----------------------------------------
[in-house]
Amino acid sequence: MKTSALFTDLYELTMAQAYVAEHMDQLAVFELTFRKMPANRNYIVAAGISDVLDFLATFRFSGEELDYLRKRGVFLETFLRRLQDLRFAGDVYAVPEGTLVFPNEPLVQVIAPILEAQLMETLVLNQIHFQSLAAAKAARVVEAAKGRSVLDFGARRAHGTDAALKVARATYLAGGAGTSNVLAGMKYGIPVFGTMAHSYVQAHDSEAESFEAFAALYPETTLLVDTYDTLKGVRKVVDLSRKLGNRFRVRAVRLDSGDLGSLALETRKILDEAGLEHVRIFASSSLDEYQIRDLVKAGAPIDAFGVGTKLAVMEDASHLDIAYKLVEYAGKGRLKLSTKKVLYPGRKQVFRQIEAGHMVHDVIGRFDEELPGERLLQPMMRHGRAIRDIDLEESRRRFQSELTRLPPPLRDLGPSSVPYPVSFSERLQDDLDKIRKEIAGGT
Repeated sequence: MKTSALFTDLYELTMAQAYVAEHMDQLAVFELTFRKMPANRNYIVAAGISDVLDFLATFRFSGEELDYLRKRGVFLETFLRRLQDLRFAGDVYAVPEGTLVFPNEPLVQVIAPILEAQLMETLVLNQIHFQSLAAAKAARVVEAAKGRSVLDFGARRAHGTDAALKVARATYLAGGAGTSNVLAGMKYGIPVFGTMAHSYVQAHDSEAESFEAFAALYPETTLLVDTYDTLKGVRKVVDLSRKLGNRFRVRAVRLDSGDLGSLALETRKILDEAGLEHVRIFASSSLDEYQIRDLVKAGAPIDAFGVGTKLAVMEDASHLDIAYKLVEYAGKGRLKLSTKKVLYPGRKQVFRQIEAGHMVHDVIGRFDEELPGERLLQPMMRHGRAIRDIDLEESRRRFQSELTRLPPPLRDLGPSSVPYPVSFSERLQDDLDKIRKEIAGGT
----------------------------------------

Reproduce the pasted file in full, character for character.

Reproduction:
[in-house]
Amino acid sequence: MKTSALFTDLYELTMAQAYVAEHMDQLAVFELTFRKMPANRNYIVAAGISDVLDFLATFRFSGEELDYLRKRGVFLETFLRRLQDLRFAGDVYAVPEGTLVFPNEPLVQVIAPILEAQLMETLVLNQIHFQSLAAAKAARVVEAAKGRSVLDFGARRAHGTDAALKVARATYLAGGAGTSNVLAGMKYGIPVFGTMAHSYVQAHDSEAESFEAFAALYPETTLLVDTYDTLKGVRKVVDLSRKLGNRFRVRAVRLDSGDLGSLALETRKILDEAGLEHVRIFASSSLDEYQIRDLVKAGAPIDAFGVGTKLAVMEDASHLDIAYKLVEYAGKGRLKLSTKKVLYPGRKQVFRQIEAGHMVHDVIGRFDEELPGERLLQPMMRHGRAIRDIDLEESRRRFQSELTRLPPPLRDLGPSSVPYPVSFSERLQDDLDKIRKEIAGGT
Repeated sequence: MKTSALFTDLYELTMAQAYVAEHMDQLAVFELTFRKMPANRNYIVAAGISDVLDFLATFRFSGEELDYLRKRGVFLETFLRRLQDLRFAGDVYAVPEGTLVFPNEPLVQVIAPILEAQLMETLVLNQIHFQSLAAAKAARVVEAAKGRSVLDFGARRAHGTDAALKVARATYLAGGAGTSNVLAGMKYGIPVFGTMAHSYVQAHDSEAESFEAFAALYPETTLLVDTYDTLKGVRKVVDLSRKLGNRFRVRAVRLDSGDLGSLALETRKILDEAGLEHVRIFASSSLDEYQIRDLVKAGAPIDAFGVGTKLAVMEDASHLDIAYKLVEYAGKGRLKLSTKKVLYPGRKQVFRQIEAGHMVHDVIGRFDEELPGERLLQPMMRHGRAIRDIDLEESRRRFQSELTRLPPPLRDLGPSSVPYPVSFSERLQDDLDKIRKEIAGGT